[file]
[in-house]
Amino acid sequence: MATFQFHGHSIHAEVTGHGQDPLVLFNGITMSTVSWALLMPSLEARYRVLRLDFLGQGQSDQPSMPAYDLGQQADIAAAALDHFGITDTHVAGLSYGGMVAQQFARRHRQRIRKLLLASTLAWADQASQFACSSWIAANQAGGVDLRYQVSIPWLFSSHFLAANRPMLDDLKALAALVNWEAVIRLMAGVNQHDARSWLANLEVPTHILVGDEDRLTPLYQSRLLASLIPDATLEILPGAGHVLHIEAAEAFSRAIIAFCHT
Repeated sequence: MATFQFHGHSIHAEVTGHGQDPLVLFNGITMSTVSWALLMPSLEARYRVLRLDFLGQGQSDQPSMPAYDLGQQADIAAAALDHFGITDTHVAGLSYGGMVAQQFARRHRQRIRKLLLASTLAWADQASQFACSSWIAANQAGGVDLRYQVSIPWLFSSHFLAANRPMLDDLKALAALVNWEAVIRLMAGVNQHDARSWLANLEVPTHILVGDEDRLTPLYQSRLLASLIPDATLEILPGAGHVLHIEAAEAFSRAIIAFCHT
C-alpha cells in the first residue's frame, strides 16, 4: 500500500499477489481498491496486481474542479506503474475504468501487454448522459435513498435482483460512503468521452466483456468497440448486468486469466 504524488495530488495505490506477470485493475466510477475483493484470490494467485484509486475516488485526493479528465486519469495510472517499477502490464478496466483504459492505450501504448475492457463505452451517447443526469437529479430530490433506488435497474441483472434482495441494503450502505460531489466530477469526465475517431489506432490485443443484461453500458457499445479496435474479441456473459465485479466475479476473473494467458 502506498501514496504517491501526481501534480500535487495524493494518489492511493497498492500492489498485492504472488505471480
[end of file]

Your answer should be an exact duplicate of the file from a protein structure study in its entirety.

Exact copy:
[in-house]
Amino acid sequence: MATFQFHGHSIHAEVTGHGQDPLVLFNGITMSTVSWALLMPSLEARYRVLRLDFLGQGQSDQPSMPAYDLGQQADIAAAALDHFGITDTHVAGLSYGGMVAQQFARRHRQRIRKLLLASTLAWADQASQFACSSWIAANQAGGVDLRYQVSIPWLFSSHFLAANRPMLDDLKALAALVNWEAVIRLMAGVNQHDARSWLANLEVPTHILVGDEDRLTPLYQSRLLASLIPDATLEILPGAGHVLHIEAAEAFSRAIIAFCHT
Repeated sequence: MATFQFHGHSIHAEVTGHGQDPLVLFNGITMSTVSWALLMPSLEARYRVLRLDFLGQGQSDQPSMPAYDLGQQADIAAAALDHFGITDTHVAGLSYGGMVAQQFARRHRQRIRKLLLASTLAWADQASQFACSSWIAANQAGGVDLRYQVSIPWLFSSHFLAANRPMLDDLKALAALVNWEAVIRLMAGVNQHDARSWLANLEVPTHILVGDEDRLTPLYQSRLLASLIPDATLEILPGAGHVLHIEAAEAFSRAIIAFCHT
C-alpha cells in the first residue's frame, strides 16, 4: 500500500499477489481498491496486481474542479506503474475504468501487454448522459435513498435482483460512503468521452466483456468497440448486468486469466 504524488495530488495505490506477470485493475466510477475483493484470490494467485484509486475516488485526493479528465486519469495510472517499477502490464478496466483504459492505450501504448475492457463505452451517447443526469437529479430530490433506488435497474441483472434482495441494503450502505460531489466530477469526465475517431489506432490485443443484461453500458457499445479496435474479441456473459465485479466475479476473473494467458 502506498501514496504517491501526481501534480500535487495524493494518489492511493497498492500492489498485492504472488505471480